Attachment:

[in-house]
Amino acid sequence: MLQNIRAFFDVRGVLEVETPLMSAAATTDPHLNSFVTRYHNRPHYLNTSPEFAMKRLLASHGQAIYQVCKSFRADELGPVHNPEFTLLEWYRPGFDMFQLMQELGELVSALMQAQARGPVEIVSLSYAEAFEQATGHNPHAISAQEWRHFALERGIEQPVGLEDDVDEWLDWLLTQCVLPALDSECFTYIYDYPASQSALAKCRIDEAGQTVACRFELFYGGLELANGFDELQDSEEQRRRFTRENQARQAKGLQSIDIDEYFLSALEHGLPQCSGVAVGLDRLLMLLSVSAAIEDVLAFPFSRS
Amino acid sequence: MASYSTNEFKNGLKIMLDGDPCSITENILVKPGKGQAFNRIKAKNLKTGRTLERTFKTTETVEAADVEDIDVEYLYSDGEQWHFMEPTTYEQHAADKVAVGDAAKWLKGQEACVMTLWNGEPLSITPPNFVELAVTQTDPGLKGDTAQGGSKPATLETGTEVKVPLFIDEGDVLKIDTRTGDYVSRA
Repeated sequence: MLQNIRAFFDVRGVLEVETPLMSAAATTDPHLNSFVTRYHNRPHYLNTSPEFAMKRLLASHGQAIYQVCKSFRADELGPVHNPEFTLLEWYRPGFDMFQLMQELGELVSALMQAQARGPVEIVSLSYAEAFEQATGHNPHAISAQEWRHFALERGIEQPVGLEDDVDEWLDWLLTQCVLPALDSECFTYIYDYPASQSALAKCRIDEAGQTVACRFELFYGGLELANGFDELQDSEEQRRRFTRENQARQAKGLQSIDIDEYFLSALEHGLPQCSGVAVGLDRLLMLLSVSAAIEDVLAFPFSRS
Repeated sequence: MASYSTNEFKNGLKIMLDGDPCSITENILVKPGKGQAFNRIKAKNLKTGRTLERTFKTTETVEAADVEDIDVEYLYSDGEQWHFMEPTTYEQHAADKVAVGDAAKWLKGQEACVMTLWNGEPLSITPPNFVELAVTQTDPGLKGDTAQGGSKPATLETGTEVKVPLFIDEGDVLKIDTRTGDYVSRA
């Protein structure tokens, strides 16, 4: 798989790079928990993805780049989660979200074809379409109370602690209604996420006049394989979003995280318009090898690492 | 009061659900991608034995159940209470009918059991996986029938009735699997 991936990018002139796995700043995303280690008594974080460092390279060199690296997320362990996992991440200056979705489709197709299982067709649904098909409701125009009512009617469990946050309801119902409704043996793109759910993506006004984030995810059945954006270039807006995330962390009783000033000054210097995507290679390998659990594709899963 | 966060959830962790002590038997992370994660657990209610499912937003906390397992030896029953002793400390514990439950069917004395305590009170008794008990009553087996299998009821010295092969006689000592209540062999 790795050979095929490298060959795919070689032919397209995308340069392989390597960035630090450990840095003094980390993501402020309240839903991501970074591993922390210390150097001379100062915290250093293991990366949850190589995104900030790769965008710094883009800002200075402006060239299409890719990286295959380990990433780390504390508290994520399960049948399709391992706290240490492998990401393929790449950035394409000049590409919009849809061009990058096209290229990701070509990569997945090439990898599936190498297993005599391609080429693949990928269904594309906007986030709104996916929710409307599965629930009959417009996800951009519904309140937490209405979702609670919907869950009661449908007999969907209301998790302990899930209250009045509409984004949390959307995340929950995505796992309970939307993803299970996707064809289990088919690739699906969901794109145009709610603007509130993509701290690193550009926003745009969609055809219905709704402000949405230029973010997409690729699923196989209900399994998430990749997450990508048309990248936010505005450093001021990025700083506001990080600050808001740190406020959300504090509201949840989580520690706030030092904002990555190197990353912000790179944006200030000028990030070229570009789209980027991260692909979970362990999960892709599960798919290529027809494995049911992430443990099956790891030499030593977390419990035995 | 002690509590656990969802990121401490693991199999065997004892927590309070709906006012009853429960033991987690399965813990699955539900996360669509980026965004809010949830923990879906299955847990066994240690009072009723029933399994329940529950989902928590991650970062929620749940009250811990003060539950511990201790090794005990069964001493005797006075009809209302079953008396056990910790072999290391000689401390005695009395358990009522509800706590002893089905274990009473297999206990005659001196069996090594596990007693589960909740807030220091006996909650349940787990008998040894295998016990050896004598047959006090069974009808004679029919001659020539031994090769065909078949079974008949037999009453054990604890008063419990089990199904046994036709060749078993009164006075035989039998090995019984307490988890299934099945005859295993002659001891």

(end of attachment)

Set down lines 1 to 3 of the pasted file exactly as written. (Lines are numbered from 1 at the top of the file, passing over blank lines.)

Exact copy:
[in-house]
Amino acid sequence: MLQNIRAFFDVRGVLEVETPLMSAAATTDPHLNSFVTRYHNRPHYLNTSPEFAMKRLLASHGQAIYQVCKSFRADELGPVHNPEFTLLEWYRPGFDMFQLMQELGELVSALMQAQARGPVEIVSLSYAEAFEQATGHNPHAISAQEWRHFALERGIEQPVGLEDDVDEWLDWLLTQCVLPALDSECFTYIYDYPASQSALAKCRIDEAGQTVACRFELFYGGLELANGFDELQDSEEQRRRFTRENQARQAKGLQSIDIDEYFLSALEHGLPQCSGVAVGLDRLLMLLSVSAAIEDVLAFPFSRS
Amino acid sequence: MASYSTNEFKNGLKIMLDGDPCSITENILVKPGKGQAFNRIKAKNLKTGRTLERTFKTTETVEAADVEDIDVEYLYSDGEQWHFMEPTTYEQHAADKVAVGDAAKWLKGQEACVMTLWNGEPLSITPPNFVELAVTQTDPGLKGDTAQGGSKPATLETGTEVKVPLFIDEGDVLKIDTRTGDYVSRA